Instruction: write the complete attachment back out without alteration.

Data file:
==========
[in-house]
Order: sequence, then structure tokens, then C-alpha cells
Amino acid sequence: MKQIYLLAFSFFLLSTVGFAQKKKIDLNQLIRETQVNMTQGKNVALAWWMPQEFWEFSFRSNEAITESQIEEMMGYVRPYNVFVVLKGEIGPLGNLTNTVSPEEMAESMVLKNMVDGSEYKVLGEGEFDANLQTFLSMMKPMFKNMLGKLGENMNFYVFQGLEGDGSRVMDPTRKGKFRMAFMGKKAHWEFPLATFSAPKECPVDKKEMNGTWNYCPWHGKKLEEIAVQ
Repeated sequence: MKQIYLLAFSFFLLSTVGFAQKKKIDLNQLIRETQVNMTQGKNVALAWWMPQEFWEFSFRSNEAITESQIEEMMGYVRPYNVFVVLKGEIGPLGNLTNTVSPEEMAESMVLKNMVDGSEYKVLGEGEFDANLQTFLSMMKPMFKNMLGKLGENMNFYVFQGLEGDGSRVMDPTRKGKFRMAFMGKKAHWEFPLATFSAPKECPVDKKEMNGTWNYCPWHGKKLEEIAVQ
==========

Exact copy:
[in-house]
Order: sequence, then structure tokens, then C-alpha cells
Amino acid sequence: MKQIYLLAFSFFLLSTVGFAQKKKIDLNQLIRETQVNMTQGKNVALAWWMPQEFWEFSFRSNEAITESQIEEMMGYVRPYNVFVVLKGEIGPLGNLTNTVSPEEMAESMVLKNMVDGSEYKVLGEGEFDANLQTFLSMMKPMFKNMLGKLGENMNFYVFQGLEGDGSRVMDPTRKGKFRMAFMGKKAHWEFPLATFSAPKECPVDKKEMNGTWNYCPWHGKKLEEIAVQ
Repeated sequence: MKQIYLLAFSFFLLSTVGFAQKKKIDLNQLIRETQVNMTQGKNVALAWWMPQEFWEFSFRSNEAITESQIEEMMGYVRPYNVFVVLKGEIGPLGNLTNTVSPEEMAESMVLKNMVDGSEYKVLGEGEFDANLQTFLSMMKPMFKNMLGKLGENMNFYVFQGLEGDGSRVMDPTRKGKFRMAFMGKKAHWEFPLATFSAPKECPVDKKEMNGTWNYCPWHGKKLEEIAVQ